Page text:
Municipal solid waste (MSW), about 1 week older was collected from the containers that were installed by Tehsil Municipal Administration at various locations within the Vehari city. After collection, the waste was manually segregated to obtain the organic fraction (i.e. kitchen waste, tree trimmings, grass leaves and stem, fruit and vegetable residues and animal wastes). Thereafter, the selected waste was chopped with a chopping machine into fine homogenized material with particle size of up to 4 cm. Immediately, thereafter portions of 120 kg of the homogenized waste were put on a clean concrete floor to make conical heaps with a height of about 1 m and a base diameter of about 1.5-2 m. We used four composting techniques (each represent a treatment) that include (i) Aerobic composting (AC): biological decomposition with aeration through frequent turnings in open air, (ii) Anaerobic composting (ANC): biological decomposition without aeration in controlled conditions, (iii) Co-composting (CC): aerobic degradation of MSW with farmyard manure, and (iv) Open dumping (OD): stockpiling of waste in the open air. All these treatments were arranged in a randomized complete block design (RCBD) with three replicates. Each AC heap was turned once in two weeks manually using pitchfork to facilitate aerobic degradation. For ANC, a pit of 1 m × 1 m × 1 m was made and an impermeable plastic sheet (0.15 mm thick polyethylene sheet) was used with lining at its bottom and at the top to make it airtight completely. Waste was packed in this sheet and pit was closed by a layer of soil in order to ensure anaerobic conditions. The CC was done by mixing MSW with the farmyard manure at a ratio of 2:1. These heaps were kept for 120 days i.e., from the first week of June till the first week of October, 2015. During experimental periods, all the aboveground heaps were regularly watered to maintain the moisture content of the waste at about 60% using a low-cost moisture meter (SM-150, Delta-T Service, UK). On the last day of the storage phase, waste from the heaps was collected and weighed individually. Both at the start and at the end of the composting period, one composite sample (1 kg fresh wt.) was collected from each heap. The composite sample consisted of 20-30 sub-samples taken randomly from various locations of a heap. These samples were oven-dried at 105 °C for 24 hours and analyzed for pH, electrical conductivity (EC), dry matter (DM), organic matter (OM), total organic carbon (TOC), oxidizable organic carbon (OOC), fixed solids (FS), total N and mineral N contents.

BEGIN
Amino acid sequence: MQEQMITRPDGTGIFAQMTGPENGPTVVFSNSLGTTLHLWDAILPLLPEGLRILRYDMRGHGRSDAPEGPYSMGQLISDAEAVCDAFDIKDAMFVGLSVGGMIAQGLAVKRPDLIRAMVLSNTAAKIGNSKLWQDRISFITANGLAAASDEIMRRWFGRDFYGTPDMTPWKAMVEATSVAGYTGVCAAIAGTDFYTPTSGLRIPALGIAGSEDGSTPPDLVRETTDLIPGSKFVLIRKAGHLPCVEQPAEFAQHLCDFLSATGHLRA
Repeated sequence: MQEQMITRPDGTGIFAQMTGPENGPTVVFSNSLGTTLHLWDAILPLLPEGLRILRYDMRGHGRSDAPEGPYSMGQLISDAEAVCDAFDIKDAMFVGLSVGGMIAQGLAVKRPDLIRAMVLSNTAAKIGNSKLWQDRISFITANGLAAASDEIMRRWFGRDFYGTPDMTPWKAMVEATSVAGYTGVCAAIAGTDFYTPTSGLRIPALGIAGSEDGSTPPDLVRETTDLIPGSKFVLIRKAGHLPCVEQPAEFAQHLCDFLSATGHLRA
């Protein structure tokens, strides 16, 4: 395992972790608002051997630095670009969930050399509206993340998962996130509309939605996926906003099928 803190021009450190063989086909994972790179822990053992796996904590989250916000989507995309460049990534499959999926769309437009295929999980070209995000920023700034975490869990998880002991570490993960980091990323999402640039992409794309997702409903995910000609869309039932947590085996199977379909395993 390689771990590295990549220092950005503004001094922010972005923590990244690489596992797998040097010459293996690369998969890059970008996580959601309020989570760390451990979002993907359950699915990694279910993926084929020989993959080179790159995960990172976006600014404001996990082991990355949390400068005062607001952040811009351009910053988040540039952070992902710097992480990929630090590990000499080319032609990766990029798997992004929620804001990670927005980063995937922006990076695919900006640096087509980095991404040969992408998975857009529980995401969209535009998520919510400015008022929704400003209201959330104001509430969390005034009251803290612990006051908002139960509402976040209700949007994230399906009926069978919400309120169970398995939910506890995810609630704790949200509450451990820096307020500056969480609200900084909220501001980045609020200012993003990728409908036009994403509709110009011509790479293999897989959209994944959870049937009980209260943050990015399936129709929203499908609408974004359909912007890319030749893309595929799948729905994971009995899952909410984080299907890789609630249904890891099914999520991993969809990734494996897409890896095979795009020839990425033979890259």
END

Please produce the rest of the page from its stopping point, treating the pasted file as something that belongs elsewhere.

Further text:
Determination of EC and pH in waste and soil samples were done from 1:10 extracts (sample/ 0.01M CaCl2) using calibrated EC meter (Lovibond Senso Direct Con110) and pH meter (EZDO 6011), respectively. The OM of waste samples was determined by loss on ignition method. The TOC, and OOC was thereafter calculated (Estefan et al., 2013) and from the loss on ignition method. Remaining solids were termed as fixed solids (FS). Total N content of the waste, plant and soil samples were determined by Kjeldahl method as described by Estefan et al. (2013). Mineral N content of soil, and compost samples was determined by distilling their extracts using boric acid as receiver, following titration with 0.01N H2SO4 solution (Estefan et al., 2013). Total DM, C and N losses during the storage period were estimated through the mass balance method by comparing their contents just before and after the storage phase (Shah et al., 2016a, b)

2.2. Pot experiment

Soil taken from an agriculture field (Table 1) of CIIT, Vehari was properly mixed and homogenized after passing through a 4 mm sieve to remove plant roots and other debris. Thereafter, earthen pots (surface area 0.035 m2) was filled with 7 kg soil in each pot. Subsequently, all the four compost materials (AC, ANC, CC and OD material) were manually incorporated, in the top 15 cm to avoid ammonia emission (Webb et al., 2010), at an application rate of 20 kg N acre-1 for carrot and 40 kg N acre-1 for spinach as per recommendation of local Agriculture department. In addition, a control was included with similar soil preparation, but without the addition of compost. All these treatments were arranged in a randomized complete block design with four replicates.